We are approaching the end of national “Cyber Security Awareness Month,” so let’s take a look at some top cybersecurity tips we should all adhere to:
In the first blog entry of this series, I used this AdultSwim video on YouTube to outline the five stages of grief and then related them to the five steps to a successful technology implementation. The subsequent entries included have gone into more detail for each stage and step – Needs/Denial, Process/Anger, and Training/Bargaining. That brings us to this final entry in this series, which will cover: Step 4: Technology Rollout; or, Stage 4: Depression Stage 5: Rallying the Users; or Stage 5: Acceptance Along the way I’ve drawn a comparison between Technology Implementation, Therapy and the Kübler-Ross Model for Grief. Implementing new technology in your agency, or any organization, can be hard and if not done right can have catastrophic consequences. Don’t believe me? Just ask Hershey; yes, the chocolate company. Hershey Food Corp spent $112 million and 30 months of implementation effort, however, when they attempted to go live in July 1999, the company experienced catastrophic failures with sales order processing, which had a crippling effect in shipping delays and deliveries of incomplete orders. That’s a lot of melting chocolate.
This is the fourth entry in a six-part blog series. In the first blog entry in this series, I revisited the YouTube clip outlining the five stages and focused on Step 1 Assess Needs/Stage 1 Denial. I can’t get enough of that video…if you haven’t watched it yet, now is as good a time as any. Step 3: Training and Discipline; or, Stage 3: Bargaining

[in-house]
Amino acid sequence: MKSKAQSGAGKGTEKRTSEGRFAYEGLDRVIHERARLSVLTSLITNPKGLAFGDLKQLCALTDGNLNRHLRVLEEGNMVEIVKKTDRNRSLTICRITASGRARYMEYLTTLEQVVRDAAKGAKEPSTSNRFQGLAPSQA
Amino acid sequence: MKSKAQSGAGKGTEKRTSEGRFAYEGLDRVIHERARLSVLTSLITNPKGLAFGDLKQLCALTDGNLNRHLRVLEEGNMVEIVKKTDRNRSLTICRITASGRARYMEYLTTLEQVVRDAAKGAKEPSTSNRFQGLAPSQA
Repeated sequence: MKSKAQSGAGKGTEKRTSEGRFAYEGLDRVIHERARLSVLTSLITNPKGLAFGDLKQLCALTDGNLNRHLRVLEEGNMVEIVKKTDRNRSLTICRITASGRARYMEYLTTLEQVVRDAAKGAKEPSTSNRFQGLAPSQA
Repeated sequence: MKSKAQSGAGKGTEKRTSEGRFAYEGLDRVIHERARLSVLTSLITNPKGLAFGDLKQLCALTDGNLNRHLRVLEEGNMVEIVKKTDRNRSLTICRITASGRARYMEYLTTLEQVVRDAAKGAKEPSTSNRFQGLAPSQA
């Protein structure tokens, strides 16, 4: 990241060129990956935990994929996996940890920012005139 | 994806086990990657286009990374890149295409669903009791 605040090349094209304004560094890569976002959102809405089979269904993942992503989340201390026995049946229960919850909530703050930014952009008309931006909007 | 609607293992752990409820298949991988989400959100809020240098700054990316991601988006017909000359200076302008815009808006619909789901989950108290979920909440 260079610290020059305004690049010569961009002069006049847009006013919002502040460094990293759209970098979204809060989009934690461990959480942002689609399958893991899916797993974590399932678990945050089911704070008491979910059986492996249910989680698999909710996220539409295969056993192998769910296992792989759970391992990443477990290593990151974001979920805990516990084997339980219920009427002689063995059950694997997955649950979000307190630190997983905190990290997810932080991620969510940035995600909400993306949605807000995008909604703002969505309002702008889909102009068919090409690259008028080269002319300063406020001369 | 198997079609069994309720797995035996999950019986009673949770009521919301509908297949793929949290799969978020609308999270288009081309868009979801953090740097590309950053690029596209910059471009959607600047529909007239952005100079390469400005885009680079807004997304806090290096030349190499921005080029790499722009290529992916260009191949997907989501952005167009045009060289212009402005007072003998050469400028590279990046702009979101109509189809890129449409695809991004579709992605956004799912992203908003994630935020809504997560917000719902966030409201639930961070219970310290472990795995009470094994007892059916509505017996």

This is the third entry in a six-part blog series. In my last blog entry in this series, I revisited the YouTube clip outlining the five stages and focused on Step 1 Assess Needs/Stage 1 Denial. Now, it’s time to talk about:
Autodesk® NavisWorks® software solutions help project design and building professionals to unite their contributions into a single synchronized building information model. [acronym] online investigates how this new software can bring public sector project stakeholders together.
In this article, Pete Kelsey, K-TEK Solutions’ founder and Autodesk Certified Instructor, shares his proven three-step process to help government entities manage change and maximize CAD and GIS technology ROI through standardization, implementation and education.
This is the second entry in a six-part blog series. In my last blog entry in this series, I humorously drew connections between Technology Implementation, Therapy and the Kübler-Ross Model for Grief[TR1] (here is the video again, just because it is hilarious: [c2] http://www.youtube.com/watch?v=Usm9SpnHYJQ&feature=player_embedded). Now, I want to follow-through on that analogy to show the specific connections between the five steps to a successful implementation and the five stages of grief: Step 1: Assess Needs First and Technology Second; or, Stage 1: Denial
I was asked to speak last week at a Women in Technology event on the Intersection of Technology and Marketing. As one of four panelists, I had only 7 minutes to present an idea and then field questions from the audience. This presentation was a big enough hit that I thought I should share it here. Typically, I speak to how DLT uses technology to monitor marketing metrics and get the best results. Since another panelist was taking that topic, this time I spoke to some basic principles for getting the best results out of implementing a new technology, any technology – software/hardware/SaaS. Whether for marketing or any other business need, there are certain truths that are unavoidable. The first truth is that implementing new technology can be hard. The second is that if not done right, it can have catastrophic consequences for your organization. And, last, there is a human factor in every implementation that must be taken into consideration.